MADRID, Spain Spaniards mourned the death of a small-town Socialist politician in a shooting blamed on the Basque separatist group ETA, transforming what was supposed to be a quiet day before Sunday's general election into a day of grief.
It was not known whether there would be a groundswell of sympathy benefiting Socialist Prime Minister Jose Luis Rodriguez Zapatero in Sunday's election or a backlash against him for having negotiated in vain with ETA while conservatives wanted to crush the militant group.
Until Friday's shooting, Zapatero's party had a 4-percentage-point lead over the conservative Popular Party in three polls released last weekend and Monday the last day such surveys could be published. The campaign had been dominated by a cooling economy and concerns over illegal immigration.
Isaias Carrasco was shot three times in his car as he prepared to go to his job as a clerk in a highway toll booth. A wake for the 43-year-old father of three was being held Saturday at the town hall in Mondragon, and the funeral was taking place in the evening.
In other Basque cities, like Bilbao and San Sebastian, thousands silently gathered outside town halls and to remember Carrasco and condemn ETA, which has fought since the late 1960s for an independent Basque homeland.
Carrasco's eldest daughter appealed Saturday for massive turnout in the general election.
"I call on those who want to show solidarity with my father and with our pain to vote en masse Sunday and tell the murderers that we are not going to take a single step backward," said Sandra Carrasco, 20. "That is what I want: that everyone vote."
Carrasco served on the town council from 2003-2007 and was one of just a handful of non-nationalist members in a town where pro-independence sentiment is fierce. Then, he had a bodyguard. But Carrasco failed to win re-election last year, and turned down an offer to keep the bodyguard.
His killing prompted Spain's political parties to call off the remainder of their rallies leading up to Friday midnight, when the campaign was to come to an official end. In Spain, rallies are banned the day before an election.
Although the scale of bloodshed is much less this time, many Spaniards cannot help but think how the killing is reminiscent of their last election. In March 2004, Islamic militants detonated 10 bombs on packed commuter trains in Madrid, three days before the general election, killing 191 people and leaving more than 1,800 wounded.
Pro-U.S. conservatives in power at the time blamed ETA even as evidence mounted that Islamic militants were to blame. Spaniards saw this as a desperate bid to deflect perceptions that the government's support for Iraq made this country a target for al-Qaida, and the conservatives lost the election.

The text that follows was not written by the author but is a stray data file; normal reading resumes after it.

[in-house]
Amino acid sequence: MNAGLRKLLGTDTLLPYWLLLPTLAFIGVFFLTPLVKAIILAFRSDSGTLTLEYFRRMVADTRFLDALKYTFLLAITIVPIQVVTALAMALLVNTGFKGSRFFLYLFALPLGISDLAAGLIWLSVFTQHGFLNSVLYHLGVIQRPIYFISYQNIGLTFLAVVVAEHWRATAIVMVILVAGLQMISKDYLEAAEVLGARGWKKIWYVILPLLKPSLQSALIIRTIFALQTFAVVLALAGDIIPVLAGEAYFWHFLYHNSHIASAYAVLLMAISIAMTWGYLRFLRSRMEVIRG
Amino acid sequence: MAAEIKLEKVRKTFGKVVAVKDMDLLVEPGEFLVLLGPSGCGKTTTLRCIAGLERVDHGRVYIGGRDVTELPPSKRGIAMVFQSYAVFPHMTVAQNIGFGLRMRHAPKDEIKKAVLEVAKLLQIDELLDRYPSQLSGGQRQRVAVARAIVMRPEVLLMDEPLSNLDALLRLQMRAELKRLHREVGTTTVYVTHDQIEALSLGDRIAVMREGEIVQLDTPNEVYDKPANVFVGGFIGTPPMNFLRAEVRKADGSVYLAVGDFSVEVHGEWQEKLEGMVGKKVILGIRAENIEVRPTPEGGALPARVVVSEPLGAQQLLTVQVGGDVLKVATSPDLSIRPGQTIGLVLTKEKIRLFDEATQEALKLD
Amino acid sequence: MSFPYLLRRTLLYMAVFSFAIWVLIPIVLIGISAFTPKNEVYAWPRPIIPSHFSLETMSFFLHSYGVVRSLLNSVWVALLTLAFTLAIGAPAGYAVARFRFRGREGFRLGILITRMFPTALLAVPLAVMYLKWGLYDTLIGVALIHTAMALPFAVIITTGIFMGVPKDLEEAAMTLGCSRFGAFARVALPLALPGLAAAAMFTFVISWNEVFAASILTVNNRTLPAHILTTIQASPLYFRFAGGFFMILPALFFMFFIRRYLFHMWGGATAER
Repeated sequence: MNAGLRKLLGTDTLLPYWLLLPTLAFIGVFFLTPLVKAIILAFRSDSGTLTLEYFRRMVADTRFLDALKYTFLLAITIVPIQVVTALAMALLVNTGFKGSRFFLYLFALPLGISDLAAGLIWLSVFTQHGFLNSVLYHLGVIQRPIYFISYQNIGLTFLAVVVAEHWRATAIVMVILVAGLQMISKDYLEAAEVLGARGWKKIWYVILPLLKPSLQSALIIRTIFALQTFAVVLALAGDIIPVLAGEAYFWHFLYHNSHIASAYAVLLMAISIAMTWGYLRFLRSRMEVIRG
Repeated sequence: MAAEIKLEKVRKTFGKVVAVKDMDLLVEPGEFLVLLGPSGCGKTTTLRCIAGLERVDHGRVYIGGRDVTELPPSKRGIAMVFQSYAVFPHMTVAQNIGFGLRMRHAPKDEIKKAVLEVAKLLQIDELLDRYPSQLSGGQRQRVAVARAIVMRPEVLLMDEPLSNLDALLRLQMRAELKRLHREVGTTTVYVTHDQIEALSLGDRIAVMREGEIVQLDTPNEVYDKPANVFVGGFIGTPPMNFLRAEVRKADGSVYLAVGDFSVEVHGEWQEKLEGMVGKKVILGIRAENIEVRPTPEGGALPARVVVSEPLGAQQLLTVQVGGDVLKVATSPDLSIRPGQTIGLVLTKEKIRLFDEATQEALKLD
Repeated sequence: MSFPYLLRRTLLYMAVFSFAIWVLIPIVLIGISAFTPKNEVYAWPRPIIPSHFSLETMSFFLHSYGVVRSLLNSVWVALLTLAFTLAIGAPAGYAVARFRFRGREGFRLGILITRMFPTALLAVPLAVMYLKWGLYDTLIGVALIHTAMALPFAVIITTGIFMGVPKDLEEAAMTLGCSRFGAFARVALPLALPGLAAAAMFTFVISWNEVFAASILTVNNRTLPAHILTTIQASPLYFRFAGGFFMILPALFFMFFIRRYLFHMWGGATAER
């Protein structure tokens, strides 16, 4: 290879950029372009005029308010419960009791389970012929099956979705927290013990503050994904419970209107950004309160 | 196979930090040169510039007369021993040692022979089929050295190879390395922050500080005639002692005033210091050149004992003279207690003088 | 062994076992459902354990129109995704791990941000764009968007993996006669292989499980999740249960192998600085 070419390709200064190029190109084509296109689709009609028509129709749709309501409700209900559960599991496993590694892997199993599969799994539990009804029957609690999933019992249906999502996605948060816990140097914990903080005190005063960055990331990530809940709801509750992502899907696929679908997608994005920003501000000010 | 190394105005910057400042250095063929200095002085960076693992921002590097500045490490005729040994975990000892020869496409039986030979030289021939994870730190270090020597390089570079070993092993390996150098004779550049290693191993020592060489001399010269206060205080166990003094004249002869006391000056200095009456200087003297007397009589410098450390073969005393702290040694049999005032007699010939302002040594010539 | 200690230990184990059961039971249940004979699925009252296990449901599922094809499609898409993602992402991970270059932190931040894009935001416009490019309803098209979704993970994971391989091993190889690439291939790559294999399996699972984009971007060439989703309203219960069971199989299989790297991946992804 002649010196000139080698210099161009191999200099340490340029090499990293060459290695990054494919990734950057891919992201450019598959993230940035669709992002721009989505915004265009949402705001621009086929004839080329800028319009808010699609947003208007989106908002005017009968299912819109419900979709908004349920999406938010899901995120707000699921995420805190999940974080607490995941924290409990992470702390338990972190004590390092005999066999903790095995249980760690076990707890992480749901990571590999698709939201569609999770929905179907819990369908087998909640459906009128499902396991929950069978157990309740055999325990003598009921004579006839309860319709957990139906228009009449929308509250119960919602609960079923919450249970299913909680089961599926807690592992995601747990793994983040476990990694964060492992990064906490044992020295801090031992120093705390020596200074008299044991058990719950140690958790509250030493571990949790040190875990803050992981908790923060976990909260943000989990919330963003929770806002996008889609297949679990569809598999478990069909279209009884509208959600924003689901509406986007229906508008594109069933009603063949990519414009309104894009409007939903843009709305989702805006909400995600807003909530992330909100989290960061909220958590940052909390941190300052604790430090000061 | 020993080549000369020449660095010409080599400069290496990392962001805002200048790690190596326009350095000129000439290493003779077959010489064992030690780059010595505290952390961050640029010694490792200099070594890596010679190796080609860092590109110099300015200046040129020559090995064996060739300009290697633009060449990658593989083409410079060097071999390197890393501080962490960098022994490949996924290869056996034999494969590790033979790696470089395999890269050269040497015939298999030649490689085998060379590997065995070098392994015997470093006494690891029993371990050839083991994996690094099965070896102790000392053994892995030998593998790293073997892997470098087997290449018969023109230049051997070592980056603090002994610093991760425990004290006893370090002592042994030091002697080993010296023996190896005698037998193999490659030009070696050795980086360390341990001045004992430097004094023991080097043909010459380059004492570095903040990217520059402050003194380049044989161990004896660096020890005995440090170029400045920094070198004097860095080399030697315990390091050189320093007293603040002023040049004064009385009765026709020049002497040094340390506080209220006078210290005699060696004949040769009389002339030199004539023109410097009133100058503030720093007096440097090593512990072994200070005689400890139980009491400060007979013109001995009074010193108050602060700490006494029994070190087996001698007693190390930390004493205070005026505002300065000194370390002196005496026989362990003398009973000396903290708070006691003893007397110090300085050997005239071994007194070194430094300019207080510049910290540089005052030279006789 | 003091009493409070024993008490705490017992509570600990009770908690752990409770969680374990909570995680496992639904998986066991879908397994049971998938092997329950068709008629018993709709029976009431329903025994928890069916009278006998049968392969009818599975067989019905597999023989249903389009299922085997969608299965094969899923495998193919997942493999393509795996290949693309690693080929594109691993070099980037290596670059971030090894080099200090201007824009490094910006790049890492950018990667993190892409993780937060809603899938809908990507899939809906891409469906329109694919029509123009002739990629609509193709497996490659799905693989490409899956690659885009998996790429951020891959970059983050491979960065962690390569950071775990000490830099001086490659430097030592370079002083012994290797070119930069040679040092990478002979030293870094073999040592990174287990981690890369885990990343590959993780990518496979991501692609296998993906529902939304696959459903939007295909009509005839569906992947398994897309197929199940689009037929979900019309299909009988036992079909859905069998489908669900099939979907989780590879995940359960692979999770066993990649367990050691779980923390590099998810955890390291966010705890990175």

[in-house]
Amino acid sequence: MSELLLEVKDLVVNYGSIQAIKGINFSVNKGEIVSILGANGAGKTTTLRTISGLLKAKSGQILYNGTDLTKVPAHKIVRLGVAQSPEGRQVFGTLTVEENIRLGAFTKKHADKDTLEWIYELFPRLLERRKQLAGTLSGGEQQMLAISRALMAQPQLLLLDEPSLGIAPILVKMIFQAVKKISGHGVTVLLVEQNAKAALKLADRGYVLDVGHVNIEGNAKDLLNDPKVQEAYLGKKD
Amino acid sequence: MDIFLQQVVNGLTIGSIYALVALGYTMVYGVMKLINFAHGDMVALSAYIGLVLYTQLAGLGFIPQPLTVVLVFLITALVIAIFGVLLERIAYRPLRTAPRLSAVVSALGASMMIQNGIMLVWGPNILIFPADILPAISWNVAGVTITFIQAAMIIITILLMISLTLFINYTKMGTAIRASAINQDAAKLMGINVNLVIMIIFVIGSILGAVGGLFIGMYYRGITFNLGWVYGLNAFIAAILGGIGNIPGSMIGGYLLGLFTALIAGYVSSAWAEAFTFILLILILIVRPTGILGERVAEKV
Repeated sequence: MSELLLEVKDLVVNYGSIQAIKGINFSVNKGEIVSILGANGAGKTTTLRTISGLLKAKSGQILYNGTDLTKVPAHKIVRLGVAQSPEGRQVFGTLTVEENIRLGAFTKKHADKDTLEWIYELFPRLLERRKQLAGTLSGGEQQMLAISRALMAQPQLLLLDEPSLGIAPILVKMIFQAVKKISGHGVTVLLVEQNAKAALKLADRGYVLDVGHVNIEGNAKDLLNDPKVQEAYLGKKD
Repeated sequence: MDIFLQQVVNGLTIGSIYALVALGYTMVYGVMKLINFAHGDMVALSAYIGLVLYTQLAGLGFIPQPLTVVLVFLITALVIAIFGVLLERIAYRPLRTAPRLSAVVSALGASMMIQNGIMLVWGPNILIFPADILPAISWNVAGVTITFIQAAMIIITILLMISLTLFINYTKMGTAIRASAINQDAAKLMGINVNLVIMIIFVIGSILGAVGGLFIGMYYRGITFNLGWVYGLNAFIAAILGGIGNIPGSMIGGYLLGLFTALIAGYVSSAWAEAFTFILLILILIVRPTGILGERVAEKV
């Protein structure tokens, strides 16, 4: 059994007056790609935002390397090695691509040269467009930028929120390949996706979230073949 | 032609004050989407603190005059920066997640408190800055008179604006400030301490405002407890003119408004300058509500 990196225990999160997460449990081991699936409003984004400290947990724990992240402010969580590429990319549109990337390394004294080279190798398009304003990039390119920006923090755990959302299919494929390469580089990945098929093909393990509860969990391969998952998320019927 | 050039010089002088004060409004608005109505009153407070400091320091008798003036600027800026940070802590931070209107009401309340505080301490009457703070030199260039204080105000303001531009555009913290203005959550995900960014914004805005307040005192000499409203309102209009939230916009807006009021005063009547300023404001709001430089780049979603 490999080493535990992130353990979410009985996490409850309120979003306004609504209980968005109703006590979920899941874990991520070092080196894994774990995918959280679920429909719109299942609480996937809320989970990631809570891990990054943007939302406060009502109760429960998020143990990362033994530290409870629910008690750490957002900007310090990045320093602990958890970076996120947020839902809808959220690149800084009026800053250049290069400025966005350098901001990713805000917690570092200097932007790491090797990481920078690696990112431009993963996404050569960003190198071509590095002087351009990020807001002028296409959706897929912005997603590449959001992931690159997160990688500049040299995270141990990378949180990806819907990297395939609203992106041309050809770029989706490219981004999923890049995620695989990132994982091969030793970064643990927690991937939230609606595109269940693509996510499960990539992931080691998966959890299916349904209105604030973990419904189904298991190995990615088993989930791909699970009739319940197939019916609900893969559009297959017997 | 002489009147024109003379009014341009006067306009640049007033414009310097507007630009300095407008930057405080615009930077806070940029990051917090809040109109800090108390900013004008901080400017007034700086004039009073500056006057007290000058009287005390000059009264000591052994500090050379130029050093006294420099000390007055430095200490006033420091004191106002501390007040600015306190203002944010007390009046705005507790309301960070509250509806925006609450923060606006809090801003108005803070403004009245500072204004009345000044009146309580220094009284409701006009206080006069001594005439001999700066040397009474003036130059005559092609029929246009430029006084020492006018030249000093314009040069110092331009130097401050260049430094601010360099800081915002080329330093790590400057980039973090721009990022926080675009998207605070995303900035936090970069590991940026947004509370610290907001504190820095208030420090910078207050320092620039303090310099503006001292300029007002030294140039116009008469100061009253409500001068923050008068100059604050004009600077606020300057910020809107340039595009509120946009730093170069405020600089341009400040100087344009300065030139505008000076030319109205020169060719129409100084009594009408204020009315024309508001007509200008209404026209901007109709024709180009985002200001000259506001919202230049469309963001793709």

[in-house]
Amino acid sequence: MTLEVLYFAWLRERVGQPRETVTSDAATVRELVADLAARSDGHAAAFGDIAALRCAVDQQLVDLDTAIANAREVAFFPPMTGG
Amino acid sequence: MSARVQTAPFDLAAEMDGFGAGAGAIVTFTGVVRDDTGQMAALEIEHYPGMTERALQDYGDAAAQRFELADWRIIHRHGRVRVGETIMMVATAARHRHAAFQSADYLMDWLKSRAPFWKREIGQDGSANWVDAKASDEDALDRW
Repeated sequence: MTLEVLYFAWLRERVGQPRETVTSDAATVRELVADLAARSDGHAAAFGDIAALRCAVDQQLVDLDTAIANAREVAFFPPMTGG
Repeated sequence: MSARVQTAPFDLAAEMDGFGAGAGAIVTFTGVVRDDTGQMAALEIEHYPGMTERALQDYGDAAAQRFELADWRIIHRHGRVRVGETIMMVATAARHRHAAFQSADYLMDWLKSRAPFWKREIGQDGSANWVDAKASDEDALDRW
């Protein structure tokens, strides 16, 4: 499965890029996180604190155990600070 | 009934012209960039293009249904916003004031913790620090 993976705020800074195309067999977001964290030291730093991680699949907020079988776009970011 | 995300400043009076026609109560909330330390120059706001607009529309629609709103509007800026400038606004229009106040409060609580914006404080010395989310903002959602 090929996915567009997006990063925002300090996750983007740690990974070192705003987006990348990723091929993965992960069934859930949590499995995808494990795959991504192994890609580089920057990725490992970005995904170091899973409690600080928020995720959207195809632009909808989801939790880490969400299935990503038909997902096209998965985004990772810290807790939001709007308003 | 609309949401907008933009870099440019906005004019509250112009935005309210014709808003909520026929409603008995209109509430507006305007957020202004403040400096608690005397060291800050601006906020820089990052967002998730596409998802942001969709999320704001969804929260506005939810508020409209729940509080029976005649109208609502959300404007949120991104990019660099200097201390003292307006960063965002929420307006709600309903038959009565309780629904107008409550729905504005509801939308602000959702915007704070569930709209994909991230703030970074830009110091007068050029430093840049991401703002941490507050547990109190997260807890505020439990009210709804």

"Just like four years ago, our date with the polls is stained with blood through the vile action of terrorism," Spain's top-selling newspaper, El Pais, said in a front-page editorial.
That ordeal left Spain deeply polarized and the political divisions remain to this day.
As recently as last week, in a pre-election debate, Zapatero accused the conservatives of deceiving the country by blaming ETA for the train bombings. His rival to be prime minister, Mariano Rajoy, hit back saying Zapatero won the election because of the Iraq war and the bombings and was trying to use the tragedy to win another one.
This time the parties tried to put up a united front. They joined all other parties in Parliament in issuing a statement Friday night condemning the latest ETA attack and vowing to defeat the group.
But Rajoy's Popular Party complained that the other parties rejected its request to add a clause condemning the idea of negotiating with ETA clearly a dig at Zapatero.
ETA declared what it called a permanent cease-fire in March 2006 and said it wanted a negotiated settlement to a conflict in which it has killed more than 800 people.
But the group classified as a terrorist organization by Spain, the European Union and the United States grew frustrated with a lack of concessions in ensuing peace talks with Zapatero's government. It formally called off the truce in June 2007.
Associated Press Writer Harold Heckle in Mondragon, Spain, contributed to this report.